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Sorry if this question has been asked before. I'm not sure how to phrase this question properly (hence I couldn't find any fruitful results on Google).

We know that the following holds true for $|x| < 1$,

$$ \frac{1}{1-x} = \sum_{i=0}^\infty x^i = 1 + x + x^2 + \ldots $$

If we substitute $x^2$ as the variable into both sides of the equation, we obtain:

$$ \frac{1}{1-x^2} = \sum_{i=0}^\infty x^i = 1 + x^2 + x^4 + \ldots $$

which is also true.

However, if we try the same with integration, we will get a different outcome.

The following holds true by basic law of integration:

$$ \int x dx = \frac{x^2}{2} + C $$ where C is an arbitrary constant.

If we substitute $x^2$ as the variable into both sides of the equation, we obtain:

$$ \int x^2 dx = \frac{x^4}{2} + C $$

which is clearly wrong.

My question is, $ x $ is meant to be an arbitrary input for a function. Hence, (I think) we could substitute $ x $ with anything and simply plug the new variable into the output as well. Although this is evidently false in the integration example, it works for the example using geometric series. Why does this claim hold true sometimes and fail in other situations (just like in the 2 examples given above)?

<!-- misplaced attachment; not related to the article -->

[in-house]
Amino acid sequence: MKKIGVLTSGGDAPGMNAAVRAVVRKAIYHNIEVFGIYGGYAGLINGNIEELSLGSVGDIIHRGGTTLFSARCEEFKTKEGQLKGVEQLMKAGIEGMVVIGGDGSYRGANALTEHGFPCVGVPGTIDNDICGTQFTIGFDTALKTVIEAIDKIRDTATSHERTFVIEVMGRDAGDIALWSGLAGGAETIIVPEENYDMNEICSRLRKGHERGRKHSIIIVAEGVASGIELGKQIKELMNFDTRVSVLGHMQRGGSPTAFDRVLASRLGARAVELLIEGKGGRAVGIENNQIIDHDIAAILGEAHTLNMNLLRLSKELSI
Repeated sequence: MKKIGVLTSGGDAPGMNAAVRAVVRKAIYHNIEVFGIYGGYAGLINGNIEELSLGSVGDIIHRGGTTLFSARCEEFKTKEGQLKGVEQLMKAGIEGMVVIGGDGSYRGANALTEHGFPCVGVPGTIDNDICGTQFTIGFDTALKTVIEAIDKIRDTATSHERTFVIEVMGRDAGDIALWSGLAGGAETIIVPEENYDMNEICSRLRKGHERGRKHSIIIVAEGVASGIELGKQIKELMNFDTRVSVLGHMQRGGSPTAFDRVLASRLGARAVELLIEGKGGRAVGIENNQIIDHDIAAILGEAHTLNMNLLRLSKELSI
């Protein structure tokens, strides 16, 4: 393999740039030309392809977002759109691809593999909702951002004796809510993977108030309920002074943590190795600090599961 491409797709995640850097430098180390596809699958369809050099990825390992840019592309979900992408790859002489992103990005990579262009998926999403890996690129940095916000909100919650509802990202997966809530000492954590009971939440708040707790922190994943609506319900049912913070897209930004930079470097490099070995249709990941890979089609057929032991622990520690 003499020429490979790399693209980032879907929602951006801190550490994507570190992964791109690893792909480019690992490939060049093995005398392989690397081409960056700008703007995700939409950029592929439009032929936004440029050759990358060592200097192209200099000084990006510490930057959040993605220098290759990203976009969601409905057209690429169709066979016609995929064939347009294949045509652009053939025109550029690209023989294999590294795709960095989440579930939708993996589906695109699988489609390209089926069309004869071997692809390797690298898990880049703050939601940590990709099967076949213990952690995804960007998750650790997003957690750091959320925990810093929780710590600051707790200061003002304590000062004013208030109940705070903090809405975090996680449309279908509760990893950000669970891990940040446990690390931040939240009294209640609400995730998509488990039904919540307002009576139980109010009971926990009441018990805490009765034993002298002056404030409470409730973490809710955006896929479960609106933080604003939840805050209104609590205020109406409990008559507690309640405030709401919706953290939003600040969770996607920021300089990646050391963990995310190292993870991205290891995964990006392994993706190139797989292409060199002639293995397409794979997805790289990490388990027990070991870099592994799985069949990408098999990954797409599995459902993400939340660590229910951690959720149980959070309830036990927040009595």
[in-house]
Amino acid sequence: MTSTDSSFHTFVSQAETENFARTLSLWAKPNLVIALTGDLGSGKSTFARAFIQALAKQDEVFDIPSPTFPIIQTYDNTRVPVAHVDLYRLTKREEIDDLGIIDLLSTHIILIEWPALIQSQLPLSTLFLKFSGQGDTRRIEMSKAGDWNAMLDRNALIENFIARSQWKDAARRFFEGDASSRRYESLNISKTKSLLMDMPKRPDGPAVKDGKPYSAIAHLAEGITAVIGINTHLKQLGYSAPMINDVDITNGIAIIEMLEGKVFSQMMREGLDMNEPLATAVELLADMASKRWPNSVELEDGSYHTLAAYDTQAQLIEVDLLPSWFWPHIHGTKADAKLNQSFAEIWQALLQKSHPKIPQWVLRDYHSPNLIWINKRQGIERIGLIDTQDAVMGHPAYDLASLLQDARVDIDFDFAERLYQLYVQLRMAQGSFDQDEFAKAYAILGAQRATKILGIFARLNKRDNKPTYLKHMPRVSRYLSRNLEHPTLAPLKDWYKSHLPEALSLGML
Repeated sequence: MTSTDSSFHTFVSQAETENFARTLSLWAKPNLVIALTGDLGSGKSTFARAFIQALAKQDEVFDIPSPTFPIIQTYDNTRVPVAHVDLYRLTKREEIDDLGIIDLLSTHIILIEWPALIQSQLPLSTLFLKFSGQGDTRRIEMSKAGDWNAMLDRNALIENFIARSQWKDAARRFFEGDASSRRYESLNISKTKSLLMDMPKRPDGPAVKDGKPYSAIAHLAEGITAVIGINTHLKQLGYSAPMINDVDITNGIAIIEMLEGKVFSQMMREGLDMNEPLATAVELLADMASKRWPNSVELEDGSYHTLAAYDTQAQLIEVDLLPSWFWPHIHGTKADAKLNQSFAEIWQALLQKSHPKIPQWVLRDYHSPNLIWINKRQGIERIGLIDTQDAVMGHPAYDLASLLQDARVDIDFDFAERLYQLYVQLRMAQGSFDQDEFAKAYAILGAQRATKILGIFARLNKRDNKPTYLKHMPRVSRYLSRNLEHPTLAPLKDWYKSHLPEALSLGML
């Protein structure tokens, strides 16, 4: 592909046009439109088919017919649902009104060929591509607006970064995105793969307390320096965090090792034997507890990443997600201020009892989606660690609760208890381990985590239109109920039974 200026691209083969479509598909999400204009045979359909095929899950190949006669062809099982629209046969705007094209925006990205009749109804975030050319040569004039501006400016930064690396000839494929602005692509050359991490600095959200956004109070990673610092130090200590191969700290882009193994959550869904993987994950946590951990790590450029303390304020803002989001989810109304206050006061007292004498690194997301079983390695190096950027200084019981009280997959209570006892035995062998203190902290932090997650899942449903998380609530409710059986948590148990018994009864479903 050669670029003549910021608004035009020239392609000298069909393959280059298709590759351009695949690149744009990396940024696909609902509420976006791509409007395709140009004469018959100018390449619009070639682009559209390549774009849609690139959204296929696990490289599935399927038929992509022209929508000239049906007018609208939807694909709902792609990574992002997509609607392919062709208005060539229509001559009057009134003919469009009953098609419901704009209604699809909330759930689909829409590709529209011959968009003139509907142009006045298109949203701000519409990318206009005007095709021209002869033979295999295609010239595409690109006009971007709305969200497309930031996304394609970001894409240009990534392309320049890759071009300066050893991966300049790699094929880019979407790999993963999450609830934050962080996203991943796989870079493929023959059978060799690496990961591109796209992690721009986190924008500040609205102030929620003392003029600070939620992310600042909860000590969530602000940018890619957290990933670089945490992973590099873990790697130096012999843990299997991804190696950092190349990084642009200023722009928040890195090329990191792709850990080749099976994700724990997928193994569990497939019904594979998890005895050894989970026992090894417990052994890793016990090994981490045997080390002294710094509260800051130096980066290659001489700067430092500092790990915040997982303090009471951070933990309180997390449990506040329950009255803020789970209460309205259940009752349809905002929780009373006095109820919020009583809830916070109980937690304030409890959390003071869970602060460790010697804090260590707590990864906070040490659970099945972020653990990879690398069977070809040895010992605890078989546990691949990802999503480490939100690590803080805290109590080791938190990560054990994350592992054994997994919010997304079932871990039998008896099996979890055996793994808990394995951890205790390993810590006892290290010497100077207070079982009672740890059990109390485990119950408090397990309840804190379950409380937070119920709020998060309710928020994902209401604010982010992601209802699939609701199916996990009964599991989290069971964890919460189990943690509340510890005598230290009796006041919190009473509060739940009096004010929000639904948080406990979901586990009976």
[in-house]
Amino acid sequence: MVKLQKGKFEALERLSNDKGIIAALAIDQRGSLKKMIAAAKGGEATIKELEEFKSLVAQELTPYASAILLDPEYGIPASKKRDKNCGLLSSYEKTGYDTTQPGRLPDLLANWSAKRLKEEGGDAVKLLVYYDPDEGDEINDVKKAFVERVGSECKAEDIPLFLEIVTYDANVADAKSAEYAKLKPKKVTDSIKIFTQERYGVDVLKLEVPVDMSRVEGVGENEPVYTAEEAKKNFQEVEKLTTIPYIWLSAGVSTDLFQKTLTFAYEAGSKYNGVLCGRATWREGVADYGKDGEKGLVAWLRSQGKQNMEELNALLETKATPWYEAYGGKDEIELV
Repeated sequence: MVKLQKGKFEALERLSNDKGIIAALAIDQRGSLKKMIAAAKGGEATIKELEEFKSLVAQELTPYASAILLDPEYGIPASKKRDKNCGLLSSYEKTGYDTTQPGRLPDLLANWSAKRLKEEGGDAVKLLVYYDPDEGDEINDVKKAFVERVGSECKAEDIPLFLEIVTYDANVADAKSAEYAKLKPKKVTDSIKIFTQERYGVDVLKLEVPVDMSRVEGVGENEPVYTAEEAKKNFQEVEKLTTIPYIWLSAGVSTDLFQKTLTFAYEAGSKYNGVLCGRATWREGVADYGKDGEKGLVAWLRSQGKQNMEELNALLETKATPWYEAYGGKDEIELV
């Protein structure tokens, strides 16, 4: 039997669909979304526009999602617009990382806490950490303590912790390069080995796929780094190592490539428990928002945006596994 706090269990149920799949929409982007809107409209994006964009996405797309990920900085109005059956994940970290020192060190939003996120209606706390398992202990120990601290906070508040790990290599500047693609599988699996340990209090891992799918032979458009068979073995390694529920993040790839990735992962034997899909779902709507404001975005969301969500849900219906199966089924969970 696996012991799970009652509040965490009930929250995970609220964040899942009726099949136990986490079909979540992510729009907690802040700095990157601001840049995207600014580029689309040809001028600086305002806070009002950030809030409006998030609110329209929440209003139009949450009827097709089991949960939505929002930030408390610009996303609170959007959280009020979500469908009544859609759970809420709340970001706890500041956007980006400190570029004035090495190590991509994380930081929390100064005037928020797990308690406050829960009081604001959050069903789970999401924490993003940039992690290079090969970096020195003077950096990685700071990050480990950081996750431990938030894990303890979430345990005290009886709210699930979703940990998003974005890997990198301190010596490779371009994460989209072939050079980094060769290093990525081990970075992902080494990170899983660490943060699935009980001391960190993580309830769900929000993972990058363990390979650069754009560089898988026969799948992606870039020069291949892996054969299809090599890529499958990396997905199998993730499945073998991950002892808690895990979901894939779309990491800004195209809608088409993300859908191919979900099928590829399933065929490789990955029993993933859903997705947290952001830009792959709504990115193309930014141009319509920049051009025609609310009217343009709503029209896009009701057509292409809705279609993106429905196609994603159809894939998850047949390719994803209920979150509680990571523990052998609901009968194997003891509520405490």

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You can substitute $x^2$ as the variable, but you need to substitute it everywhere it appears. In the OP's example, you did not substitute it into the $dx$. $$\int x^2 d(x^2)=\int 2x^3dx=\frac{x^4}{2}+C$$

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  • $\begingroup$ Ah! Nice catch. I had a misunderstanding. Thanks for explaining! $\endgroup$ – LanceHAOH Jan 27 '18 at 7:00
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You can for a function... but not for integration, which, apparently, isn't a function...

When you substitute into an integral, or a differential equation for that matter, the chain rule comes into play...

Hence your example... (you've substituted $y=g(x)$, where $g(x)=x^2$ into an integral, and $g'(x)=2x\not =1$, so this throws a wrench in the works)

They use words like "operator" or "transform" in situations like this, i think...

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